A fine opinion piece about the Google Book Settlement by Dr Lynley Hood in New Zealand, which appeared on Tuesday, vanished rather quickly from the Google index: Google Steals Taonga, Rips Off Law Commissioners.
The Otago Daily Times reported this week that the New Zealand Society of Authors was urging the government to conduct an inquiry into the settlement.
Something that is very clear to me is that huge numbers of authors worldwide whose rights would be affected by the settlement if it goes through are only just learning about the whole affair: a bare two weeks before the opt-out date.
I was very interested in what Scott Gant says in his Objection about the notice requirements for a class action settlement. He cites Rule 23(c)(2)(B): 'the court must direct to class members the best notice that is practicable under the circumstances, including individual notice to all members who can be identified through reasonable effort', and a ruling on this by the Supreme Court: 'We think the import of this language is unmistakable. Individual notice must be sent to all class members whose names and addresses may be ascertained through reasonable effort.'
It has never been easier to find contact details for living authors. Very often, all you have to do is google them. But Google Inc. is loath to do this. Could it be that they don't really want to find us?
There was an excellent blog post on the settlement by Professor Robert G. Picard yesterday: Google Settlement Steals Rights and Rewards Appropriation:
The Google settlement will essentially rewrite copyright law by allowing the company to use the material without permission, without negotiating how the material will be used, and without negotiating compensation and payment provisions. It is particularly offensive because the court will be saying the government doesn’t have to protect authors’ rights, but authors’ have to protect their own rights. This is a significantly different approach from that which prosecutors and courts have taken in the cases of music, game, and software file sharers who have violated copyright on the Internet.
One of the things that is very apparent is that many of the people who are coming out loudest and clearest against the settlement are authors: authors who have actually read the settlement agreement.
The Science Fiction Writers of America have a good statement listing some of the problems presented by the settlement. They recommend that authors consider their options with care.
The National Writers Union also has a good statement on the settlement.
Meanwhile, the Authors Guild keeps coming out with, I am sorry to say it, sheer propaganda:
There’s not much time left for authors to opt out. What should I do?
Short answer: nothing.
Longer answer: Opting out of the settlement is for authors who want to preserve their right to sue Google themselves. We don’t think there are any such authors.
My answer: Opting out of the settlement is for authors who don't want to find themselves bound forever in a hugely complicated, non-negotiable pseudo-contract with numerous problem clauses.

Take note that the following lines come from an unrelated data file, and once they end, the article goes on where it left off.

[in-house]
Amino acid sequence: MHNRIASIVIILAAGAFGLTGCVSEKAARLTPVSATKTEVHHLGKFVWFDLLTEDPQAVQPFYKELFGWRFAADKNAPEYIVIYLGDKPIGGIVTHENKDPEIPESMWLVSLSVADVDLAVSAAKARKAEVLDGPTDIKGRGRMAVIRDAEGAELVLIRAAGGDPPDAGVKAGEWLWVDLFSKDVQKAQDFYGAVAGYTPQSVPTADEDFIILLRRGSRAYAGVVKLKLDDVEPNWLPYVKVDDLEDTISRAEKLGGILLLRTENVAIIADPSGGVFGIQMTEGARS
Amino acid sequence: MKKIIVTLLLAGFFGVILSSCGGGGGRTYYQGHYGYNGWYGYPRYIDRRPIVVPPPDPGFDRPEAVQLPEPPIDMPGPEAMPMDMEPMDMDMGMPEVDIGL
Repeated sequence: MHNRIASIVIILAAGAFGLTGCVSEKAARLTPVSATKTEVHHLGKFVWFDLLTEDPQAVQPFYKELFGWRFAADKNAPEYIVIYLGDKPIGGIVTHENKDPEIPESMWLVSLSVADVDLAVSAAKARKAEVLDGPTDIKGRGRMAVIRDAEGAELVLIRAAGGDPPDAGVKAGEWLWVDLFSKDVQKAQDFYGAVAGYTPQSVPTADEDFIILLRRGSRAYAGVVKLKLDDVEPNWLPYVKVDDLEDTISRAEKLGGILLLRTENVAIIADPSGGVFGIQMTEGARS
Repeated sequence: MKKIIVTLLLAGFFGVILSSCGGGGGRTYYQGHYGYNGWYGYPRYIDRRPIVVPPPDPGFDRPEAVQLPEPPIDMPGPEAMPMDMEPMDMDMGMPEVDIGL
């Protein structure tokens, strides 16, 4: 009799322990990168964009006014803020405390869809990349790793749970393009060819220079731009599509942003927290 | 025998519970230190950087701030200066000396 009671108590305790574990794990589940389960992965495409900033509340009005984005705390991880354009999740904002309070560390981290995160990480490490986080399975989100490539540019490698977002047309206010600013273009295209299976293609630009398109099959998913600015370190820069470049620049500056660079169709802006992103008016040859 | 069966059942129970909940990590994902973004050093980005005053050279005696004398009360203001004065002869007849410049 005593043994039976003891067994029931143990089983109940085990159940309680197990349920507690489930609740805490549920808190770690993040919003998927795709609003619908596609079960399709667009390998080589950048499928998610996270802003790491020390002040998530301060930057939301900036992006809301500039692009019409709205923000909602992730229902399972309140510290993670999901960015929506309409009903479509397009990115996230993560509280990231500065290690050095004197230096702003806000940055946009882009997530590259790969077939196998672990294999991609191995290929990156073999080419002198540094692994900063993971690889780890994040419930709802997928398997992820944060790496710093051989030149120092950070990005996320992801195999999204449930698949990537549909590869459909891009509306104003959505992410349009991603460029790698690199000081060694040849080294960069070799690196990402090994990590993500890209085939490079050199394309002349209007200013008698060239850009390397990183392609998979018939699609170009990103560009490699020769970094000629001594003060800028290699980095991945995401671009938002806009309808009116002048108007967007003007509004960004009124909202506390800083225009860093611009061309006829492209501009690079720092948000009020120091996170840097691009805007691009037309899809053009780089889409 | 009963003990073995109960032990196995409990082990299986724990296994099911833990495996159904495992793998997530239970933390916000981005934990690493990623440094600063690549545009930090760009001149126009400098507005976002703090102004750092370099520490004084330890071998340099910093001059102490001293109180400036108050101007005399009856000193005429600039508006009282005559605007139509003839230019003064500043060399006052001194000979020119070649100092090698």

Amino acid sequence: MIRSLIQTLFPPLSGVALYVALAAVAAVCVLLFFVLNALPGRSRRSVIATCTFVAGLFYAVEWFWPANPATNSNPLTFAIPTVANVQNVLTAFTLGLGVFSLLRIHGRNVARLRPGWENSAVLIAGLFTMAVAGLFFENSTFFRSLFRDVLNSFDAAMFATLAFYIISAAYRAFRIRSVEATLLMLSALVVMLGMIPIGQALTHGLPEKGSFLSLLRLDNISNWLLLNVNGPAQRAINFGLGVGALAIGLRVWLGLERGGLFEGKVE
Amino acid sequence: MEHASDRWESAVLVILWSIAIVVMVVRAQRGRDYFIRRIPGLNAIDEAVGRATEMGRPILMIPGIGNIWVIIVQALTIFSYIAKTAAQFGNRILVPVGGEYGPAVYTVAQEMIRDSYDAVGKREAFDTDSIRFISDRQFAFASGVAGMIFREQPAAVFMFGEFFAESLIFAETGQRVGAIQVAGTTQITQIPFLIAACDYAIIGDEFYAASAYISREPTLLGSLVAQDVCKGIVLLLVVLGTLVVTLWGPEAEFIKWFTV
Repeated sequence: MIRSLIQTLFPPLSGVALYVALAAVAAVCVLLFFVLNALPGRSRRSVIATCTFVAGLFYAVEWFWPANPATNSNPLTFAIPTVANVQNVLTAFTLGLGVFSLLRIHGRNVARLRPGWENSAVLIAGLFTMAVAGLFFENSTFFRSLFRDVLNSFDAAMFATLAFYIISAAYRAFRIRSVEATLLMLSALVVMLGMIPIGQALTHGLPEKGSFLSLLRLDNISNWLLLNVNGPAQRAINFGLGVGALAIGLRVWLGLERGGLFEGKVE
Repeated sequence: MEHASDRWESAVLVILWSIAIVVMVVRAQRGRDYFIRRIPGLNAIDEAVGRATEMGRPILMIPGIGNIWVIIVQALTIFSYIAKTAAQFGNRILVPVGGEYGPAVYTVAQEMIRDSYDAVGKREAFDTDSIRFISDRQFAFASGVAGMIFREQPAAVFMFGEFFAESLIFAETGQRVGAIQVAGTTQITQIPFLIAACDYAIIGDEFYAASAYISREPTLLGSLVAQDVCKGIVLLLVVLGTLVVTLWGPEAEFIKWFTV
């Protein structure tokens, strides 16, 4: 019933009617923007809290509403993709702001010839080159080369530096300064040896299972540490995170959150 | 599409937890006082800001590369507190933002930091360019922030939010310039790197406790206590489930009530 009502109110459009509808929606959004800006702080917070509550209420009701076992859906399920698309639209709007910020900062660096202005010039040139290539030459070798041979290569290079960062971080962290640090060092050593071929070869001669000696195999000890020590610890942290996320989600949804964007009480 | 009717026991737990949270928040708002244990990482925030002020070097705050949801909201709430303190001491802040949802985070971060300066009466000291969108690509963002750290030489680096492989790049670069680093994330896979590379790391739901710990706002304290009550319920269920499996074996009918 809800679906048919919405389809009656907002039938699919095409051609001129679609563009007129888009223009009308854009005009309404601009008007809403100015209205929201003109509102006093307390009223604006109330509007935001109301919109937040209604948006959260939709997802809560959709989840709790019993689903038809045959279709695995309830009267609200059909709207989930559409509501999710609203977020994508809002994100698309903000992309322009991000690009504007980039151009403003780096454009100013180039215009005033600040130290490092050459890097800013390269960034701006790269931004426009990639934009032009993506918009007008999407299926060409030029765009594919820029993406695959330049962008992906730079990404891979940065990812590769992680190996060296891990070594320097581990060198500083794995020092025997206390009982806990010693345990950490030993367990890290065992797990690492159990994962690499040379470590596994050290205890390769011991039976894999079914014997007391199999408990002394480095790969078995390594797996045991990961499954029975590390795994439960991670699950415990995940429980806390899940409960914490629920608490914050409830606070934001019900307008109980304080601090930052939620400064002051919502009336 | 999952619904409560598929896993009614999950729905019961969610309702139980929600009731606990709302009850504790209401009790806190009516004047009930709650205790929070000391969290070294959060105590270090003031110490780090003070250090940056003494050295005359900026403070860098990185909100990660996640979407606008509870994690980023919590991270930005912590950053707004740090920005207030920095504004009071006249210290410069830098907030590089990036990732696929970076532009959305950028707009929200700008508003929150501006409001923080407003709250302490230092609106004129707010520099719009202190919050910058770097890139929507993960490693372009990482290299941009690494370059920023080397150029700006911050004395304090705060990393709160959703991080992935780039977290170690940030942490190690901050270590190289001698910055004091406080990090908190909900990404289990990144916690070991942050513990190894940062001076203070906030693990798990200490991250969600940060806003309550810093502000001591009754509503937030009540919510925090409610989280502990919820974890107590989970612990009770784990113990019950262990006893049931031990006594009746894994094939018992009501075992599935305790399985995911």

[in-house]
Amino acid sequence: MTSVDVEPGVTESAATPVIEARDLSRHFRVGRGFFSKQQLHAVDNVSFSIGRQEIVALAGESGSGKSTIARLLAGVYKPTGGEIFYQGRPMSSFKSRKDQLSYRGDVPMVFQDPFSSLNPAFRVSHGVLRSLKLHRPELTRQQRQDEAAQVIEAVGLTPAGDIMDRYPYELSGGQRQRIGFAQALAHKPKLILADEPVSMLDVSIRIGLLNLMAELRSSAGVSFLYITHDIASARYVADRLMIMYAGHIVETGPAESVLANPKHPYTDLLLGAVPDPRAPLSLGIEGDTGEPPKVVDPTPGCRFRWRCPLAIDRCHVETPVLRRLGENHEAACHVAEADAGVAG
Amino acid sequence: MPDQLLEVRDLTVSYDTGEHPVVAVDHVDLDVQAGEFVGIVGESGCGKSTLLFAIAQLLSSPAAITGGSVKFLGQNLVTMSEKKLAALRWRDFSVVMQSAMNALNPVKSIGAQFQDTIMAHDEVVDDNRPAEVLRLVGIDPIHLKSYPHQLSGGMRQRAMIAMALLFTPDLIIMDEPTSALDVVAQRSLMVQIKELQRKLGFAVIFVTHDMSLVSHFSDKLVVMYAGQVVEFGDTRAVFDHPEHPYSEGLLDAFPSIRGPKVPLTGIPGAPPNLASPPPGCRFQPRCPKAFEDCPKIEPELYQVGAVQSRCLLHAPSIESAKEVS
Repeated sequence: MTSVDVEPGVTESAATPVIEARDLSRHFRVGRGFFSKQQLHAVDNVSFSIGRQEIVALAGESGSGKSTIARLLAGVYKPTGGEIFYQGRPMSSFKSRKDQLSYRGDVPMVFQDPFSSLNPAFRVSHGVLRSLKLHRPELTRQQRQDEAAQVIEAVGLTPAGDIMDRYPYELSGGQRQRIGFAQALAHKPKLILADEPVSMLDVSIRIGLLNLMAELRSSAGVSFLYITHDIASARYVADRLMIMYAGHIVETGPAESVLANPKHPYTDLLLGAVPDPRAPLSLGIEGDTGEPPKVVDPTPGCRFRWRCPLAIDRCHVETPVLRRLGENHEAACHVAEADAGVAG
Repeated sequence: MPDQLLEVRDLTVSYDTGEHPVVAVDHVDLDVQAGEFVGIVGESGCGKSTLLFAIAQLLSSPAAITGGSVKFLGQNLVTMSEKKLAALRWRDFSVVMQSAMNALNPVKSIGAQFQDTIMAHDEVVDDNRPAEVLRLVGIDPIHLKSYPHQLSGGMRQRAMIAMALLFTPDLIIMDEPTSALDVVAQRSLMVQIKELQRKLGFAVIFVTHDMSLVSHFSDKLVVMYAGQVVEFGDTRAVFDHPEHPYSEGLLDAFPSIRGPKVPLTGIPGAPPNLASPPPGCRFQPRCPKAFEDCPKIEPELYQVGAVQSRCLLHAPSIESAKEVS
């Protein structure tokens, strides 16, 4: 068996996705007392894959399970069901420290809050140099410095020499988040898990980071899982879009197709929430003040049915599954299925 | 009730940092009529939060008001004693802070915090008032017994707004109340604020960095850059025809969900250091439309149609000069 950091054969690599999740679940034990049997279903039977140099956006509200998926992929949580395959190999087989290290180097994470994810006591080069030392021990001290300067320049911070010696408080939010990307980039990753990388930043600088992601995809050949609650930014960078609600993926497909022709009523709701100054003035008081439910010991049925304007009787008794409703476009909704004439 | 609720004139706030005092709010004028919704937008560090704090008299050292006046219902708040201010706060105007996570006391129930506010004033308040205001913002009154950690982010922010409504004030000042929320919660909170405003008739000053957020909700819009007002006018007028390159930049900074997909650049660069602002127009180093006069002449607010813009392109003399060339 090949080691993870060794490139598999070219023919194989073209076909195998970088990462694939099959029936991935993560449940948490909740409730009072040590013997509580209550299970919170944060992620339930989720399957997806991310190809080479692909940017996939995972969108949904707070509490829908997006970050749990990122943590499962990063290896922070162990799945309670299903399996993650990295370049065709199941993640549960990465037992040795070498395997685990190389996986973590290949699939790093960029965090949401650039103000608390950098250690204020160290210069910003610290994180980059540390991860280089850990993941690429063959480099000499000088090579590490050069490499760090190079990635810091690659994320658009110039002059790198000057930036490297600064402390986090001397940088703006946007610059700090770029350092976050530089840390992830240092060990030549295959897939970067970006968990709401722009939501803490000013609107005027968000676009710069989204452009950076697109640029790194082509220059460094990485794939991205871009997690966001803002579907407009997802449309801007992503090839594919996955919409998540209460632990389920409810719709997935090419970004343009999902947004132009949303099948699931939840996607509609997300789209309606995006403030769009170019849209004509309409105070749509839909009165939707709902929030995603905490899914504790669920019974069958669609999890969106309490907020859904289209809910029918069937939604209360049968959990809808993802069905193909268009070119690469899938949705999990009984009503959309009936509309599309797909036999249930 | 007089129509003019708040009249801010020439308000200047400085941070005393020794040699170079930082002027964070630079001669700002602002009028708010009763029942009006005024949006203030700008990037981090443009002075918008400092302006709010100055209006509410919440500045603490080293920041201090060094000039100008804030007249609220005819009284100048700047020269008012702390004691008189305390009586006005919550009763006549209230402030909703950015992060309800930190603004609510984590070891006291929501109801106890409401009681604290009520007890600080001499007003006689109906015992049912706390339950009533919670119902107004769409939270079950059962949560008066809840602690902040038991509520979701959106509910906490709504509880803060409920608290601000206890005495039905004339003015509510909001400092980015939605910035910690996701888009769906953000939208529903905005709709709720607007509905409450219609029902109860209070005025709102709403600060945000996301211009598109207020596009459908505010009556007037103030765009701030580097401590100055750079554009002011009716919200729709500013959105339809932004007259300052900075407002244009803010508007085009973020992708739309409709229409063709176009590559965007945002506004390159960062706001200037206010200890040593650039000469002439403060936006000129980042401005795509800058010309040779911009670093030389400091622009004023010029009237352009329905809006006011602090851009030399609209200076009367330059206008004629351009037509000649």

As for suing Google: why would you want to do that? This is what you'll find on the Google settlement site:
The online opt-out form includes a check-box beside the words "Submit to Google my request that Google not digitize the books identified above or, if Google has already digitized any or all of these books, that it not display material from the books, including snippets".
The settlement FAQ page states:
Although Google has no obligation under the Settlement to comply with such request, Google has advised the Settlement Administrator that it is Google’s current policy to voluntarily honor such requests, if the books or Inserts are individually specified, are in copyright, and the author or publisher has a valid and unchallenged copyright interest in their books and Inserts.
Alternatively, if, notwithstanding the decision of an author or publisher to opt out of the Settlement, the author or publisher would like Google to contact them regarding Google’s use of their books or Inserts other than through the Settlement, the author or publisher can check a different box on the opt out page.
And so there is: next to the words "I request that Google contact me to discuss the books and Inserts identified above."
In other words, you can have your publications taken out of Google's Book Search service, or if you want them in the Book Search service but you don't want to be bound by the terms of the settlement agreement, you can transfer them to the Partner Program.
Anita Bartholomew of the Ask the Editor blog thinks that's a much better deal. I am not saying she is right. I haven't studied the matter.
The blog Plug Your Book gives in full an email sent out by Google at the start of May confirming that the Partner Program will continue in tandem with the settlement arrangements.
To sum up my main points: there are good reasons to consider opting out. They are nothing to do with suing Google. If Google does what it is offering to do, either remove books completely from its Book Search service or transfer them to the Partner Program, there would be little obvious reason to sue them.
Finally, on a lighter note: I am grateful to Lynley Hood for pointing me in the direction of this spoof TV news item on the Onion: Google Opt Out Feature Lets Users Protect Privacy By Moving To Remote Village.